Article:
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Singer/songwriter Carol Williams gets into the nitty-gritty of our lives. Her music and lyrics are designed to get you thinking. And it works. Her folk songs take what we do with our daily routines and examine the quality inherent in that. She colors her songs with keyboards, flute and tenor saxophone as a one-woman band that lets the groove tell a story of its own. "Late Afternoon represents an instrumental number in a contemporary format, while the rest of Williams' compositions offer an emphatic vocal message.
Williams put in seven years with the U.S. Army band program, honing her skills as a powerful tenor saxophonist who gets noticed. As she wails on tenor to punctuate her vocal selections, you can feel the emphasis. Most of the instrumental coloring, however, comes from her surround-sound keyboard work. Each selection drives with a dramatic focus and plenty of soul. Williams cares about the stories that she tells and ensures that we're able to feel the meaning as well as hear it.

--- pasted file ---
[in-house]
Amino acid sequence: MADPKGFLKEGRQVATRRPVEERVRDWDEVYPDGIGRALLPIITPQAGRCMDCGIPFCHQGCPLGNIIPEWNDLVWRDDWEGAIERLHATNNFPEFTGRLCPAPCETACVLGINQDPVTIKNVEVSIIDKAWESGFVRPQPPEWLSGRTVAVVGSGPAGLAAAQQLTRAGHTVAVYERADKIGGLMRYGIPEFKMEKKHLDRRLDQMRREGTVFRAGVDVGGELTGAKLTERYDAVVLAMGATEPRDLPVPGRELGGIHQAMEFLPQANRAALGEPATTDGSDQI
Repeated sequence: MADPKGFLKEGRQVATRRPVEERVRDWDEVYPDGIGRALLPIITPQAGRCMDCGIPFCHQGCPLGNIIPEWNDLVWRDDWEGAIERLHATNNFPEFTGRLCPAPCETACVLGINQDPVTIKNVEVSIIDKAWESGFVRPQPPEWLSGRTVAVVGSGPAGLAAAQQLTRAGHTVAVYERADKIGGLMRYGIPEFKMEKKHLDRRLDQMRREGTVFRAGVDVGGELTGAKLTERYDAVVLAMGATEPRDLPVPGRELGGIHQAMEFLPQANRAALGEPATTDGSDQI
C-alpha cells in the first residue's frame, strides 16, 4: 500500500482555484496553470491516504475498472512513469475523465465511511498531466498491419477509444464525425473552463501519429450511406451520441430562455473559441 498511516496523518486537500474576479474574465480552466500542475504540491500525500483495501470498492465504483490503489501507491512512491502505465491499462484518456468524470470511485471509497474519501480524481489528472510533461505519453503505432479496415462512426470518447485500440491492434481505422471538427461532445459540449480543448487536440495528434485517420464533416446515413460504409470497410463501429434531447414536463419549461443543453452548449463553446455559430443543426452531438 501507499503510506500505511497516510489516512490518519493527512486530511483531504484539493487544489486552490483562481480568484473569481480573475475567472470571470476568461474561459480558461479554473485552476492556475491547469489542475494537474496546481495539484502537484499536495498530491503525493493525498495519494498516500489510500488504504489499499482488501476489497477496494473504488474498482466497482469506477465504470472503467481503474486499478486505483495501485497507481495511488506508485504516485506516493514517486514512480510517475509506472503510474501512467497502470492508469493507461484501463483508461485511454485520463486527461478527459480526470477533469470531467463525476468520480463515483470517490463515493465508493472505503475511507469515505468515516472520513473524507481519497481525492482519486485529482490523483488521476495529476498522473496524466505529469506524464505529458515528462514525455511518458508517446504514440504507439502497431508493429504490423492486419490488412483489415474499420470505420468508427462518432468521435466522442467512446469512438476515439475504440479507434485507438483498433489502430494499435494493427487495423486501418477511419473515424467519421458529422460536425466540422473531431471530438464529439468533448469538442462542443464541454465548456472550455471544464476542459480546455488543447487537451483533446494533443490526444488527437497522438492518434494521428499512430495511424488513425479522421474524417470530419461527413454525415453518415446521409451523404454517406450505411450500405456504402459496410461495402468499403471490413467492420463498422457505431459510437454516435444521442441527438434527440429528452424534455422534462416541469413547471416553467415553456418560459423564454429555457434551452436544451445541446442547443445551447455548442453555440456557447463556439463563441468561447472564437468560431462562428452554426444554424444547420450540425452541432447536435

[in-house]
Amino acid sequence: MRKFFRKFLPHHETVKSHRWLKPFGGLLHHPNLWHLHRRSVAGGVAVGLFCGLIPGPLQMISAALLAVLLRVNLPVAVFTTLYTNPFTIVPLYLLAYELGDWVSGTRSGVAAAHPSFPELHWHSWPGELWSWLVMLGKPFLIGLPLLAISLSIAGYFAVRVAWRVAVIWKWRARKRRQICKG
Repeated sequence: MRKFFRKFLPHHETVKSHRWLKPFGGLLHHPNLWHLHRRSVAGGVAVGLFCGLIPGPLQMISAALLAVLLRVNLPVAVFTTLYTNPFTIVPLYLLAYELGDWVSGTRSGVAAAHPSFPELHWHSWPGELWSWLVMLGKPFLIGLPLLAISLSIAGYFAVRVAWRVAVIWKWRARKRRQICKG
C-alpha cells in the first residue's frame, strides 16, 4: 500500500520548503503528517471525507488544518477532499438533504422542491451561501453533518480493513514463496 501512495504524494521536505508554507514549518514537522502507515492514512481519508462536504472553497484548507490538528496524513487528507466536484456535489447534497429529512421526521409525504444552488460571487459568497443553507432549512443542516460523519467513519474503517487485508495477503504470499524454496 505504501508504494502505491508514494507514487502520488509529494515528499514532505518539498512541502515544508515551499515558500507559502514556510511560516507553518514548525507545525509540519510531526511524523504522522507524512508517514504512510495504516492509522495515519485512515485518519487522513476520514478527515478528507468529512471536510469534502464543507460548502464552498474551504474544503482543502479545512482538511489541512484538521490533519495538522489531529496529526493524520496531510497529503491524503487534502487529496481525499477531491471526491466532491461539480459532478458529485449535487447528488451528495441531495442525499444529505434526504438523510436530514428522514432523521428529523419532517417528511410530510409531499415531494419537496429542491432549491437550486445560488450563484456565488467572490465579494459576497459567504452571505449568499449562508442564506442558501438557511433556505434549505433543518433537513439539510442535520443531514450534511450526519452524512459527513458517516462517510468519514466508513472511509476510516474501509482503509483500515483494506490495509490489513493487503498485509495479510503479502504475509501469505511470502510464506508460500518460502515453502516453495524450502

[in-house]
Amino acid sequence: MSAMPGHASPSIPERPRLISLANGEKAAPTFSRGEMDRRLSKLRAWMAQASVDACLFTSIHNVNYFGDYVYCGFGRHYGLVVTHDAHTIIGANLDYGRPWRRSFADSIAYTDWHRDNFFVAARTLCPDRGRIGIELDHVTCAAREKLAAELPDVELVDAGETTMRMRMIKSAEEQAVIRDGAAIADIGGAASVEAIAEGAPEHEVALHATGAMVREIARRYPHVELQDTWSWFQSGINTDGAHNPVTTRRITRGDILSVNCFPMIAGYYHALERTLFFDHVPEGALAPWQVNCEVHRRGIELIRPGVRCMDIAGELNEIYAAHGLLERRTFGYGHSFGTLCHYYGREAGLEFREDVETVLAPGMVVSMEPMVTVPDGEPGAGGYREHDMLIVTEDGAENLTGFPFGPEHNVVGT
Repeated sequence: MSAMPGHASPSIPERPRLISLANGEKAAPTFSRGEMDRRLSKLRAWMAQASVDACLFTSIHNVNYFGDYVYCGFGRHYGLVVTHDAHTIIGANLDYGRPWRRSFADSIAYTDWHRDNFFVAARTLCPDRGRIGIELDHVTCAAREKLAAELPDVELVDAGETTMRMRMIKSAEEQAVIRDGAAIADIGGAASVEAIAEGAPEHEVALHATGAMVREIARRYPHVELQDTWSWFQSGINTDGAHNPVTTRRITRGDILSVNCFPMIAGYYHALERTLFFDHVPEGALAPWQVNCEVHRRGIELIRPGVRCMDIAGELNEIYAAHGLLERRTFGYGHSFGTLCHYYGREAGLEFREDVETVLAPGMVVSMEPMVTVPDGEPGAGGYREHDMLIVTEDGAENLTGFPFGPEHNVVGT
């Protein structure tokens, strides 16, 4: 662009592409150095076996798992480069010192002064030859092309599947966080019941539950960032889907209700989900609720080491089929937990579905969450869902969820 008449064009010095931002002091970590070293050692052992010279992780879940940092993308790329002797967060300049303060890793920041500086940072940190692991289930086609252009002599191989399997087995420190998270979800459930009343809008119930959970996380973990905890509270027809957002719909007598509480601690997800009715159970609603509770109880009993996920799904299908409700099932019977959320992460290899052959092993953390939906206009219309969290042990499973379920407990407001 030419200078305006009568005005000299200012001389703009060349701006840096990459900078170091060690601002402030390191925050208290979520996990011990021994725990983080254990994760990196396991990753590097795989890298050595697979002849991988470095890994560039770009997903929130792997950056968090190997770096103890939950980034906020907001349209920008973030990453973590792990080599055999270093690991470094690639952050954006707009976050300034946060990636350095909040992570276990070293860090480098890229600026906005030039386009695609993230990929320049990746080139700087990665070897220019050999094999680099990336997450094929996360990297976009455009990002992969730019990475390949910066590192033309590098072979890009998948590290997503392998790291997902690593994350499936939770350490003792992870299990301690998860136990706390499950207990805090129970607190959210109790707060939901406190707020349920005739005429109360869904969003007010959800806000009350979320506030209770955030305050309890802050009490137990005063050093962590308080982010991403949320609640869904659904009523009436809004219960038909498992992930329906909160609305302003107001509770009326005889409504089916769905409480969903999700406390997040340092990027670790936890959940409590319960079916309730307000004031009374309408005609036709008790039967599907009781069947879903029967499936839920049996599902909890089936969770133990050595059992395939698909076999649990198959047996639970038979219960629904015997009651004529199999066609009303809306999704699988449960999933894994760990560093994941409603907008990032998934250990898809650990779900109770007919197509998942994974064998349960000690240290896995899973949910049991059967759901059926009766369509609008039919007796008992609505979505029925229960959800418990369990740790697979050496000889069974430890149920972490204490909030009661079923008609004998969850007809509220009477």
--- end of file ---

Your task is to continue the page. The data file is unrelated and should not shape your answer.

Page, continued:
Williams' lyrics to "I Can Live With That prove ironic. They form a message that applies to all of us. She sings about the demands that are sometimes placed upon us and how important it is to remain true to yourself. With this one, she colors with a sultry oasis of flute musings that fall gently on open hears. By combining meaty lyrics with a folk song environment, Carol Williams ensures that we catch her drift.
Track Listing: The Category Authorities; Jesus on a Chain; The No-Bail Jail; One More Year; I Can Live With That; That Song About Life; Late Afternoon; Is Anybody Listening?.
Personnel: Carol Williams: vocals, keyboards, tenor saxophone, flute; Danny Gottlieb: drums; Eric Bailey: electric bass (1); Dave Onderdonk: guitar (1, 2, 5, 8).
Year Released: 2007
| Record Label: Self Produced
| Style: Vocal
I love jazz because anything is possible; it has few rules and the best jazz breaks those ones. I prefer free improv because it doesn't really have any rules at all.
I was first exposed to jazz in my teens (in the late sixties).
The first jazz record I bought was Filles de Kilimanjaro by Miles Davis, shortly followed by Extrapolation by John McLaughlin.
My advice to new listeners is to listen as widely as possible and not to make snap judgments--stick with it.